— Sports World Report (@sportswr) March 3, 2015
Trivia question: Which team allowed the fewest runs in the majors in 2014?
No, it wasn't the Kansas City Royals with that knockout bullpen and great defense or the Washington Nationals with that stellar rotation. The Seattle Mariners allowed 554 runs, one fewer run than the Nationals, despite a staff lacking in big names beyond Felix Hernandez. They did it with a defense that, while much improved from 2013, wasn't anything special -- 19th in the majors with minus-11 defensive runs saved -- and a rotation that included scrap-heap pickup Chris Young and Roenis Elias, a middling prospect plucked out of Double-A. Sure, playing in Safeco Field helped, but Seattle even gave 21 starts to Erasmo Ramirez and Brandon Maurer, who combined for a 5.96 ERA.
King Felix was a beast, of course, but the bullpen was key to the run prevention, leading the majors with a 2.59 ERA. The depth and dominance allowed manager Lloyd McClendon to pull his starters early -- he led the American League in "quick hooks" as defined by "The Bill James Handbook."
Still, the Mariners missed the wild-card game by one win as the offense was once again weak, finishing tied for 11th in the AL in runs and 12th in the park-adjusted wRC+ metric. Jerry Crasnick writes today about the Mariners' attempts to provide more help for Robinson Cano and Kyle Seager, but another question lingers: How much will the pitching staff regress in 2015?
Now, that's not a given. The King is still here, the bullpen returns virtually intact and Taijuan Walker and James Paxton have the potential to be upgrades over Young and Elias, so maybe the pitching/defense remains at the same level. But consider: The 554 runs the Mariners allowed were the fewest by an AL team in a non-strike season since the 1975 Orioles allowed 553. Even in this pitching-dominant era, it's asking a lot for the Mariners to repeat that run prevention.
As a little study I looked at the top three run-prevention teams in each league from 2010 to 2013 to see how they fared the following season. Here's a table that summarizes those 24 teams:
• The teams allowed an average of 33 more runs the following season. (Keep in mind that run scoring has gone down since 2010, from 4.38 runs per game in 2010 to 4.07 in 2014.)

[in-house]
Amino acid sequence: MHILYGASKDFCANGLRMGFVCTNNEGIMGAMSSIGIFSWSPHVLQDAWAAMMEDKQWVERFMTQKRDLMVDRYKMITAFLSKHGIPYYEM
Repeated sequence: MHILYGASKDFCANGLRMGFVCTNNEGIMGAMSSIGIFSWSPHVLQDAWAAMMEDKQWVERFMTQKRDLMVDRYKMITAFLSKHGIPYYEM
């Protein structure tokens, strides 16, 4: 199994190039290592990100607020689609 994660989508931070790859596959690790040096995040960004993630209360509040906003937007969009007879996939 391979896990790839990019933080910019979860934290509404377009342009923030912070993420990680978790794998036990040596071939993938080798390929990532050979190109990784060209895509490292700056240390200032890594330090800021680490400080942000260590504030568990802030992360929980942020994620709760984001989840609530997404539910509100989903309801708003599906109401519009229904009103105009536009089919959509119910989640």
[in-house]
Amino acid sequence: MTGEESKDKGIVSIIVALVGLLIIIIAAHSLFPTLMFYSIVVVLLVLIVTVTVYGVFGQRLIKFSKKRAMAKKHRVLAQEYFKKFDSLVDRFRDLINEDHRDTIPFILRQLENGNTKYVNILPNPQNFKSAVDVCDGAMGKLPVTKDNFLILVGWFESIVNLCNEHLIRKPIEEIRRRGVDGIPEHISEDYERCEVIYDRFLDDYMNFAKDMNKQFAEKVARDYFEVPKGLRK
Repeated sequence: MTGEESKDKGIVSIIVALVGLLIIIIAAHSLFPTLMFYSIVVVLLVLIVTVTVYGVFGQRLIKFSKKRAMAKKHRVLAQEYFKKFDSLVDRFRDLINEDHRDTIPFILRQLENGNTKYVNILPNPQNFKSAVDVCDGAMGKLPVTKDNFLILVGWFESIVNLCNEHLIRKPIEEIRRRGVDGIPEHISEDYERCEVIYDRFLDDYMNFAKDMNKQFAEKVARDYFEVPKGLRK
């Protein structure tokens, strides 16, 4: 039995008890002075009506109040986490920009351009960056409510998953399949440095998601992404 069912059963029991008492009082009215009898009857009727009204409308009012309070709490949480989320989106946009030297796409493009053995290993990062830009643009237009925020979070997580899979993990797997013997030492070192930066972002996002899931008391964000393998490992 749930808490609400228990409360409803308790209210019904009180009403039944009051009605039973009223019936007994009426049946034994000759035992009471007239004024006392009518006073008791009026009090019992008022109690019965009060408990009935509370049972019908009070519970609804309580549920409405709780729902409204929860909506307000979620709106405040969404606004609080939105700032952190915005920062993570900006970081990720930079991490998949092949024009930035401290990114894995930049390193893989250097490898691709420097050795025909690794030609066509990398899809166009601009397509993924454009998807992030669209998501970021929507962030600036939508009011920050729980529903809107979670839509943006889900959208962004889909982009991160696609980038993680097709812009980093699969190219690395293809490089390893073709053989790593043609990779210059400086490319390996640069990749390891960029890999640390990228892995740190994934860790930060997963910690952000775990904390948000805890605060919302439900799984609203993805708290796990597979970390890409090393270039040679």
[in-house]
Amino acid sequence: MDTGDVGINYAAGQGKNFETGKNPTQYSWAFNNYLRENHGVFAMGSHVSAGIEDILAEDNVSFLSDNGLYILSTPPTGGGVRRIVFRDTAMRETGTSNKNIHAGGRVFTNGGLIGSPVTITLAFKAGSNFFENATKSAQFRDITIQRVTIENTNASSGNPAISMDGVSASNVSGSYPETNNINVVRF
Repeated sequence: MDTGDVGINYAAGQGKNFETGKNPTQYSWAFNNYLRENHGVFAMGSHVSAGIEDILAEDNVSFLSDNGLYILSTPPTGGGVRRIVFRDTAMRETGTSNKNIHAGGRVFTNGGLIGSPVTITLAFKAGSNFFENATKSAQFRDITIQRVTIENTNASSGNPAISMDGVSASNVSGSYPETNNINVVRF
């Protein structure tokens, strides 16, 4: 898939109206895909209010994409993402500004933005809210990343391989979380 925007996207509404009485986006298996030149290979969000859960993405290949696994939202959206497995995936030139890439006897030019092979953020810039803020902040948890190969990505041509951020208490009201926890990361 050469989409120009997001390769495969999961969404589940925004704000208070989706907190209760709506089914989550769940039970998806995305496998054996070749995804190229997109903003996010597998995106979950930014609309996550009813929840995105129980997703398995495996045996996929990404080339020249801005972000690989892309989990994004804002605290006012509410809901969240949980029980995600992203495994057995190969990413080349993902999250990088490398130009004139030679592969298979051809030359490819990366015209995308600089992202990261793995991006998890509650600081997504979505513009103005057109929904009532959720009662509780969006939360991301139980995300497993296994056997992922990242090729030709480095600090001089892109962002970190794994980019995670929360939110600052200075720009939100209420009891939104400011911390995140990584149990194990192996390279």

• Six of the 24 teams did allow fewer runs the next season.
• Not surprisingly, these teams were generally successful, averaging 91 wins per season (the 2012 Mariners being the only one with a losing record). The following season they averaged 86 wins per season.
So let's assume the Mariners allow 33 more runs than in 2014 -- that's 587 runs allowed, still a figure that would have ranked behind only Oakland in the 2014 American League.
If they allow 587 runs, how many will they have to score to win, say, 92 games? Using the Pythagorean Expectation formula, they would have to score 678 runs to win 92, or 44 more runs than last year. To win 90 games, it would be 664 runs, a 30-run improvement.
Is that doable? It certainly seems doable. Not just because of the additions of Nelson Cruz, Seth Smith, Justin Ruggiano and Rickie Weeks, but in part because the Mariners gave a lot -- a lot -- of plate appearances to awful hitters in 2014, guys such as James Jones, Corey Hart, Justin Smoak and Kendrys Morales. Remember Abe Almonte, the Opening Day center fielder? Or Stefen Romero, who somehow milked 190 PAs despite a .234 OBP? Or Chris Denorfia? Those seven players accounted for 19 percent of Seattle's plate appearances; Morales was the best of the bunch with a .207/.285/.347 line.
The Mariners will need Mike Zunino (.254 OBP) and Austin Jackson (.267 OBP after coming over from Detroit) to get on base more, Dustin Ackley to have more than six good weeks and more of the same from Cano and Seager.
That should give them a respectable offense. If Felix and Hisashi Iwakuma remain healthy and the bullpen doesn't implode, you're looking at Seattle's first playoff team since 2001.